I think this convenience aspect is hugely important. How often do we hear “I don’t have time for that” as a reason for just about anything? In a current world where it takes a lot more money to fill up the gas tank, and a second (or third, or fourth…) job to put food on the table, the last thing you should have to say this about, is your health. As a future dietitian in today’s busy world, my responsibilities have grown to emphasize how to fit achievable healthy eating into someone’s lifestyle. The Sabra panel proved this point yet again.
The Possibilities are Endless – Chef, Mary Beth Albright
The chef behind the Hummus House dishes, Mary Beth Albright, shared her mission in creating the restaurant’s menu. She wanted to open visitor’s minds to the limitless faces of hummus. We learned that in Mediterranean communities, hummus restaurants are open early, as this food is no stranger to breakfast. Topping their morning oatmeal with hummus, Mediterranean people are consuming a hearty nutrient-packed meal that can keep them satiated for hours. She wanted to illustrate how much just changing the temperature can alter a food. Serving hummus warm, instead of the typical refrigerated form, can change the flavor profile completely. Our eyes lit up as the conversation explored the many delicious possibilities for this already tasty food.
Food and nutrition reaches out to such a diversity of communities, it’s difficult for a single entity to anticipate and comprehend all of their opinions and needs. So why not bring people from a variety of communities together for each to share their unique viewpoint. This was what we did! Internet bloggers, chefs, and food service experts alike, shared how they have observed hummus to be represented and perceived in their respective communities.
This turned out to be just as fascinating as the science for me. It seems that as Americans, we have a bit of hummus-fear. This is a food well seated in Mediterranean cultures, but not so much in the land of steak and potatoes. Most understand hummus to be a dip, and that’s about as far as their knowledge goes. So, those at Sabra learned more about something they already knew. They, as the hummus experts, need to educate the unfamiliar public about the possibilities for this emerging food. What I learned, is that it’s part of our job too. As dietitians, we know this is a food our clients can benefit from. From salad dressings, to oatmeal, grilled cheese paninis, and stuffed fruit, this panel certainly taught me how to help them do that.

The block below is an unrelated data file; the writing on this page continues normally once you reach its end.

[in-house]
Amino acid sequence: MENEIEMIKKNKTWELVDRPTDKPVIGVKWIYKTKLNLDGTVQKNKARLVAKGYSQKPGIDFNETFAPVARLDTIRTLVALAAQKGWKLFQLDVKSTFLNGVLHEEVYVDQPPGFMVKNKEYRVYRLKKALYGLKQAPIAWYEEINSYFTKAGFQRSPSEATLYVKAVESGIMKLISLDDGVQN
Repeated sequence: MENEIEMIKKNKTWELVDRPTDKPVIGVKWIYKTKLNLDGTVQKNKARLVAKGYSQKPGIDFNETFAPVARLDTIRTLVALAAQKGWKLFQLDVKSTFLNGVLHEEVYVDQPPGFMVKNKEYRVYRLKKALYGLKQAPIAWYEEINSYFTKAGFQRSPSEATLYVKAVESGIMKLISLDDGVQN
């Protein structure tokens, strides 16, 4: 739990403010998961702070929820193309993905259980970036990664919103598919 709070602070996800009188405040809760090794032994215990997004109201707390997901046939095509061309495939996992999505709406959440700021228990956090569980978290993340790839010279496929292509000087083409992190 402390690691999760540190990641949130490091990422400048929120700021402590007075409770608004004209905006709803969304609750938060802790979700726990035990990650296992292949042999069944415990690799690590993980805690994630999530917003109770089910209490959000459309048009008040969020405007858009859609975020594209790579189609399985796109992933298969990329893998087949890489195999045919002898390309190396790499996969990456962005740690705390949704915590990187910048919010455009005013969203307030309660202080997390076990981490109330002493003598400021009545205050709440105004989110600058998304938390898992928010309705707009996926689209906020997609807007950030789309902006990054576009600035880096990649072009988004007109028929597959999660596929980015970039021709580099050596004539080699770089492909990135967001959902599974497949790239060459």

Sharing Their Passion – Laurie (from Sabra)
I mentioned earlier that this was a passionate group of people. One of the big highlights of the panel included a presentation on chilies by Laurie (from Sabra), to introduce the relatively new salsas Sabra has developed. Learning quite a bit of facts about different types of chilies (pre-dates the apple in the Americas!), we also learned that certain recipes of these salsas were developed specifically for those people who are proud “heat addicts.” This is going to get Bill Nye for a second, but it turns out capsaicin, the chemical in chili peppers that gives them their “heat,” stimulates the Trigeminal nerve in the brain. This nerve then creates what is known as a feedback loop, allowing us to feel pleasure in response to a sensation that burns. Thus…a heat addict is born! It was a pleasure to be in the presence of so many people who share the same passion and positivity about what they do. I believe this is where amazing things come from.
The Hummus House in Georgetown is meant to be a pilot restaurant. With success will come additional pop-ups, maybe even in your own town! In the meantime, take a trip to the Sabra Hummus House in Georgetown, and experience for yourself what the people at Sabra are so passionate about!
To read more from Rebecca about Hummus House dishes and nutritional benefits, check out her blog entry, Sabra Pop-Up Restaurant “Hummus House” Opens in Georgetown.
Follow the fun and keep up on social media updates with Twitter hashtag #sabrahummushouse.